First off, the ending abandons everything that made the previous 19 hours so much fun. Throughout 95% of the story you are given interesting and important decisions to make, decisions that radically affect the story and its outcome (though it doesn't really. More on that later). This gives you a personal stake in the story, and is the single most important reason why the game is so compelling and so popular. And how does ME2 end? With an extended combat level. Combat in the Mass Effect series is easily its least compelling aspect, and the developers thought that would be the most effective way to end the game. No interesting storytelling or important, dramatic choices to make; just a bunch of identical hallways filled with chest-high walls and identical enemies. And what is at the end of these hallways? Maybe a dramatic scene that wraps up all of the story threads in a unique and compelling way, you say (assuming you haven't played the game yet, in which case, spoiler alert, I guess)? Nope. What you get is the apex of disappointing generic boss fights. There's a giant but ineffective boss, glowing weak points, repetitive attack patterns, and waves of smaller enemies to fight while the main boss recharges. It wouldn't be out of place in a bad Zelda game. Yes, there are a few choices to make during the final level, but they never amount to more than "Assign a crew member to a task that they are good at."
|Yes, tiny lasers make much more sense that crushing me with your enormous hands.|
Secondly, the choices you make during the game don't affect the ending in a meaningful way. "But," you are no doubt thinking to yourself, "your decisions affect who lives and who dies in the final mission! Also, how are you reading my mind?" See, if that were true, that would be amazing, and the ending to ME2 would go down in history as awesome. However, the way it actually works is some bullshit, and here's why:
1. The ending relies on Mass Effect's stupid morality system, which works by giving you points every time you're a dick or a nice guy. In order to be a giant dick or a really nice guy, though, you have to have enough respective points. This is awful. In real life, you don't have to say some kinda mean things throughout the day if you want to say something really mean later, and you don't have to do some small good deeds in order to do a big good deed. People are nice sometimes and dicks other times, which is what makes them interesting and compelling and 3-dimensional. When a character is always just a dick or always just a good guy, that character is boring. It also puts you in a position where you can't choose the dialogue option you want, because instead of being a Raging Asshole or a Goody Two Shoes, you chose to be a Real Human Being. So your teammates die, not because you made the wrong decision or any other interesting dramatic reason, but because the right dialogue option wasn't highlighted.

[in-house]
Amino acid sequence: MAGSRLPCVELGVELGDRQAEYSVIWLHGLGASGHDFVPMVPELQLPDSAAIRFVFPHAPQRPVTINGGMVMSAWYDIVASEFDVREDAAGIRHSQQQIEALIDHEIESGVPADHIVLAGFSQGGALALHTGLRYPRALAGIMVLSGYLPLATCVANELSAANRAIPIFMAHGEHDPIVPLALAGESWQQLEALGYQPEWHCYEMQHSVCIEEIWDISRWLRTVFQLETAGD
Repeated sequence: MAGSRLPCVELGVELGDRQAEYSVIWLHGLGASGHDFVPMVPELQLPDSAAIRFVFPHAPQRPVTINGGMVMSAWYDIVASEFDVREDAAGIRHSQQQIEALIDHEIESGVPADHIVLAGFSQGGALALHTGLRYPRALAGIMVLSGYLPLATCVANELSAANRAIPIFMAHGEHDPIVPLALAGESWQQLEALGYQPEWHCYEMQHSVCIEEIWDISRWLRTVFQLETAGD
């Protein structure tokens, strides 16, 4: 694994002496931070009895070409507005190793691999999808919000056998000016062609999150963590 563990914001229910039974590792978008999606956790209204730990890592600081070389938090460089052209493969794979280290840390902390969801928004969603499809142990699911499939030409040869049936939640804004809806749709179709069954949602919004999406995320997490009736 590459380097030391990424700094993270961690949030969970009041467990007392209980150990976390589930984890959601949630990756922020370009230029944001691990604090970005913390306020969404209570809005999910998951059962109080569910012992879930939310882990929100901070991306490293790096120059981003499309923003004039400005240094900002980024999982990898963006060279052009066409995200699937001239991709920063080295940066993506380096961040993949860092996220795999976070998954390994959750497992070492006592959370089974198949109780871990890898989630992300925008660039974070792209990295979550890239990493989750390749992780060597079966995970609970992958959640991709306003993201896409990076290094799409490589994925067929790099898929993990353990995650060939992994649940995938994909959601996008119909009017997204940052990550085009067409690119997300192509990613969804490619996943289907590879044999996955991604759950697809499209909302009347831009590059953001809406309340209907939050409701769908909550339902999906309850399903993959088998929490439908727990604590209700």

2. The character's deaths are an afterthought to the story. What I was expecting from the final battle was Shepherd being forced into a difficult situation with difficult choices to make, where your teammates lives depended on your decisions. What actually happens is, you beat the boss, escape the ship, and the game says, "Oh, by the way So-and-so died, because they weren't your friend. To be continued..."
|This picture seemed relevant.|
So, basically, to every fanboy who bitched about the ending to Mass Effect 3: what did you expect?